The recipe looks fairly easy to make n end product absolutely delicious. Very creative…we don’t eat mouse because we are vegetarians but now even that’s possible. Can I use Hershey’s cocoa powder ( since i have it at home) n increase the Amt of sugar? Very unsure of the quantity of cocoa n sugar too. Thanks..

  5. it has been so cold in l.a., it would be tempting to stop at the hot chocolate and milk point. will remember that for the next arctic blow and try the mousse.
    thanks for taking care of us chocolholics.

  6. Excellent - 5 starsExcellent - 5 starsExcellent - 5 starsExcellent - 5 starsExcellent - 5 stars
    Ty so much for all your great recipes have made many of them and all came out Delish !!!! another great one to try yummy<3

  7. I was wondering where you found full fat Greek yogurt? My main grocery store only carries 0% and 1%. They looked at me like I was crazy, asking for a full fat Greek yogurt! I really want to try this out but worry about using a 1% Greek yogurt vs. the full fat.

    Thanks!

    1. Greek Goodess makes the finest full fat Greek yogurt ever. You can probably find it at Whole Foods and Plum markets.

  8. Looks easy enough and I love that we are using Greek yogurt..A win..Win…I am going to make this Sunday..Thank you.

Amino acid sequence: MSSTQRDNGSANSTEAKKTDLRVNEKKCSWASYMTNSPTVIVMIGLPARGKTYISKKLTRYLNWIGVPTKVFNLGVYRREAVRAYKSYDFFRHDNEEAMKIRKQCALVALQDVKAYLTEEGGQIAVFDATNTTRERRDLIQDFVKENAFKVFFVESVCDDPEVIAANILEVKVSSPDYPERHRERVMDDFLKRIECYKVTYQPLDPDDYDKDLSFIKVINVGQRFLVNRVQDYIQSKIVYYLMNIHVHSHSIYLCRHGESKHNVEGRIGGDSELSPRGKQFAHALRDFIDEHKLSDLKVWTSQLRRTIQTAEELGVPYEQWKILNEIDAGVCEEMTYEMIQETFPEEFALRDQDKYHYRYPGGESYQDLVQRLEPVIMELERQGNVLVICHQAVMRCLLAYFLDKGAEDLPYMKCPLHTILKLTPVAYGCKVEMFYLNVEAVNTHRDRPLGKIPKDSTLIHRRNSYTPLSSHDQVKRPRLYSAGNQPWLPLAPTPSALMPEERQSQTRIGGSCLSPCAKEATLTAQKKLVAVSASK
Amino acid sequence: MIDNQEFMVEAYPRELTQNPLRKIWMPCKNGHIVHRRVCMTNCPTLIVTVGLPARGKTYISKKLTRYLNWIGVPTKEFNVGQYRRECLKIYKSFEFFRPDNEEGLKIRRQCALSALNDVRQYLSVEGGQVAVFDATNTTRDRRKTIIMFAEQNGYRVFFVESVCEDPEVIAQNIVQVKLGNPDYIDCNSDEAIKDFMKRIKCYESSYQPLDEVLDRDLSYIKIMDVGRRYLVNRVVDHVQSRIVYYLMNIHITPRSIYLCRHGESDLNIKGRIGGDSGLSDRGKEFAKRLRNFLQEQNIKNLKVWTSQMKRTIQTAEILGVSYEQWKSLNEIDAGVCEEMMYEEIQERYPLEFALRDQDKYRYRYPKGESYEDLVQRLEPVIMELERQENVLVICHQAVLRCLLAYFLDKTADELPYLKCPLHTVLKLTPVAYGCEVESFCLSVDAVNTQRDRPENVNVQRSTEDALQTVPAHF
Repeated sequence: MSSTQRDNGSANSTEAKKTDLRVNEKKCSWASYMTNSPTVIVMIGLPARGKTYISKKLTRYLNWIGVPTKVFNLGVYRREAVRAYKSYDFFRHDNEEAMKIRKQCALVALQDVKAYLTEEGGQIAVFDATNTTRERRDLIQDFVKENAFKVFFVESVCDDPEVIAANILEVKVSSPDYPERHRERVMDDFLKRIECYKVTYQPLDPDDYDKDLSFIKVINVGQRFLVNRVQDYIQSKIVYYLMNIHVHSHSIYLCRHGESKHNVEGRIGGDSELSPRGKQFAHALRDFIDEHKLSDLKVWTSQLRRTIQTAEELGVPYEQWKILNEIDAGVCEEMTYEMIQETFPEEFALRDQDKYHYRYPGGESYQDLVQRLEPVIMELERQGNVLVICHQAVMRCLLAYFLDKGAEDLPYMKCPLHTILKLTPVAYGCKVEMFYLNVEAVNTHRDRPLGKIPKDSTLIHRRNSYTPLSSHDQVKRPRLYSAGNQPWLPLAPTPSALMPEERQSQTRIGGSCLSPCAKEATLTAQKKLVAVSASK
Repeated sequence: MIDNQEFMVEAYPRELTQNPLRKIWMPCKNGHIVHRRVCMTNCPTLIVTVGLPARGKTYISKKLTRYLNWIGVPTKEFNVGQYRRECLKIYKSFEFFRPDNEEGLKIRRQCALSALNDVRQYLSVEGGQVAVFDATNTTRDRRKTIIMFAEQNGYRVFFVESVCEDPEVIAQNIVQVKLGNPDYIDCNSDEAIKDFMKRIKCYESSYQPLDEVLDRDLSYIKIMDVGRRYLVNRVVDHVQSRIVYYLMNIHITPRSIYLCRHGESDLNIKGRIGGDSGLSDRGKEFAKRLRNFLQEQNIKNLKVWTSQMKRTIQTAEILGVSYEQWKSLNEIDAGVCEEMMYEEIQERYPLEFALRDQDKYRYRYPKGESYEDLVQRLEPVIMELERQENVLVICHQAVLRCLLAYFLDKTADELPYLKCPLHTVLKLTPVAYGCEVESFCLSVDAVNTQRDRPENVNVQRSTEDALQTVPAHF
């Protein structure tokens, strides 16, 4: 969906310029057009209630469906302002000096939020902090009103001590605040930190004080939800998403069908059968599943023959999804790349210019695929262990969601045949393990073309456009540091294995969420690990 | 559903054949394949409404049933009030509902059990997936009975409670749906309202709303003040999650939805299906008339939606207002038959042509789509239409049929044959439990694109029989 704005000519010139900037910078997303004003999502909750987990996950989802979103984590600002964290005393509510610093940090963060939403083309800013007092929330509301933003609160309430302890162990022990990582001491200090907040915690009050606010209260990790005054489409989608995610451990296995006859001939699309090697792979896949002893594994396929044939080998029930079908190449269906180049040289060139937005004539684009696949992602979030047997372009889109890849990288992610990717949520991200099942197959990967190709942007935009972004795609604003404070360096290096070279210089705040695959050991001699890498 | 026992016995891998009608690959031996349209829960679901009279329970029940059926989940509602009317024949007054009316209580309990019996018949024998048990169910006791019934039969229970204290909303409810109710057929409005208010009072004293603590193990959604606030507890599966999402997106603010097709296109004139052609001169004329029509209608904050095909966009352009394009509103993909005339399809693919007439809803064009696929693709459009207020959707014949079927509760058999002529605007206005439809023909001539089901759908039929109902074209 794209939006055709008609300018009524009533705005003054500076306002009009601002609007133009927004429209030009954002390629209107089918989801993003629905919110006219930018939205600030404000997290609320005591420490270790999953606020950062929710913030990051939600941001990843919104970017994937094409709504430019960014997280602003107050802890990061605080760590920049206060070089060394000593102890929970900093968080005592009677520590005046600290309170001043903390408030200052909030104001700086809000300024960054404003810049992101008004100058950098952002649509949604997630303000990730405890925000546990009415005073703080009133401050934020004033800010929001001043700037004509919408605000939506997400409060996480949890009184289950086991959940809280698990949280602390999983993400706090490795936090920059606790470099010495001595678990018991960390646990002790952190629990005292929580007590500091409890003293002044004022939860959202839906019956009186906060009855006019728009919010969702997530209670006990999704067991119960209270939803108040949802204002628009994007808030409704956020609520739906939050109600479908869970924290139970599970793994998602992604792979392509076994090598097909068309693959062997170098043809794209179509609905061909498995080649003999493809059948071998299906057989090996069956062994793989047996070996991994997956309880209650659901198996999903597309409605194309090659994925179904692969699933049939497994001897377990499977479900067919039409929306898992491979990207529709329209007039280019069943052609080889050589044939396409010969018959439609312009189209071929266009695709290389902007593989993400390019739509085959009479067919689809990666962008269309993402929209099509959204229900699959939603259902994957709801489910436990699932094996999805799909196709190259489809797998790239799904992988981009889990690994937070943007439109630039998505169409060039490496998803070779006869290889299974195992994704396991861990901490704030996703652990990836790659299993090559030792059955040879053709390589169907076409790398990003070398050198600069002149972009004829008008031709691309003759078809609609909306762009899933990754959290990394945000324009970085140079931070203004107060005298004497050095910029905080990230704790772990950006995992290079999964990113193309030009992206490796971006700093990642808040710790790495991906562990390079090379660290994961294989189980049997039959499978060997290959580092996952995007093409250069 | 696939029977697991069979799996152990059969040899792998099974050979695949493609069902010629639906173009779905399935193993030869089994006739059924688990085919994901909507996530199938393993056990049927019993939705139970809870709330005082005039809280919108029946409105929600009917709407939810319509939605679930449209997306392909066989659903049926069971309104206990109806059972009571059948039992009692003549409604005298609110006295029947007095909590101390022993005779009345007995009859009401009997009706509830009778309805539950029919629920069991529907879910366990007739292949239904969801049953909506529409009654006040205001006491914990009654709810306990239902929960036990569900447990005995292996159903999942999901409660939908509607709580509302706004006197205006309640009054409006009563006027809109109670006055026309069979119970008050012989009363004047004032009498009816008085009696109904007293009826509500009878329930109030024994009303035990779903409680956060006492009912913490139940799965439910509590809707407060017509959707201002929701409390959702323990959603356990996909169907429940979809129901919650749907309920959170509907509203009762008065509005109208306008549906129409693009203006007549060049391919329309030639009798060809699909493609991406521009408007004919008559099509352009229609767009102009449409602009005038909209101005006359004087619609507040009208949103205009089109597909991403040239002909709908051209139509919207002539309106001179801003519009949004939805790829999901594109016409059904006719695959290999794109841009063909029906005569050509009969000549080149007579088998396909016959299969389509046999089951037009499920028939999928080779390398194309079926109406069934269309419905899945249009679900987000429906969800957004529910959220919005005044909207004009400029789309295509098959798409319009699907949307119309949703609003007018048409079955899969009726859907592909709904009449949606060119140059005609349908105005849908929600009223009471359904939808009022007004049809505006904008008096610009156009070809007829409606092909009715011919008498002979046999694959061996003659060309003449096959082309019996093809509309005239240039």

9. Very good - 4 starsVery good - 4 starsVery good - 4 starsVery good - 4 starsVery good - 4 stars
    I made last night for 2nd night of Passover.. My guests loved, they did say it tasted sooo rich. I made a few changes/additions, I had to add so milk chocolate as my husband found to be ‘bitter’. in addition, i had added a shot of Chambourd when mixing chocolate with yougurt. I want to try this with 2 percent greek yougurt

    1. The bitter flavor likely came from the dark chocolate you used– very dark chocolate can tend towards bitter depending on the brand. Next time try a lighter chocolate like semi-sweet to avoid a bitter taste.

  10. Hello! Love the idea of a chocolate greek yoghurt mousse. However, my mousse is very runny and liquid, not at all creamy like yours. Everything seemed fine until I whipped the yoghurt. It was creamy, yet a bit runny. When i added the chocolate and a tablespoon of coffee and folded, it became runny. Aw, I wish mine would look like your finished product. It’s still in the fridge so i’m hoping maybe it will set… Where did it go wrong? Was my yoghurt bad? (I’m not sure if it’s full fat, doesnt really specify on the packaging…) Did i overwhip?
    Thanks for your time.

    1. Hi Catherine– this happened to me once when I used a more watery brand (I think it was Trader Joe’s), so it is likely due to the brand you used. In the recipe I recommend a thicker whole fat brand like Fage. Certain Greek yogurt brands have more liquid in them, so the result isn’t as mousse-like. That is probably the issue. You should be able to tell if it’s full fat by looking on the nutrition facts of the label– it will have somewhere around 10g fat per serving. Also, it won’t say 0% or 2% on the package. Hope the next batch is better, good luck!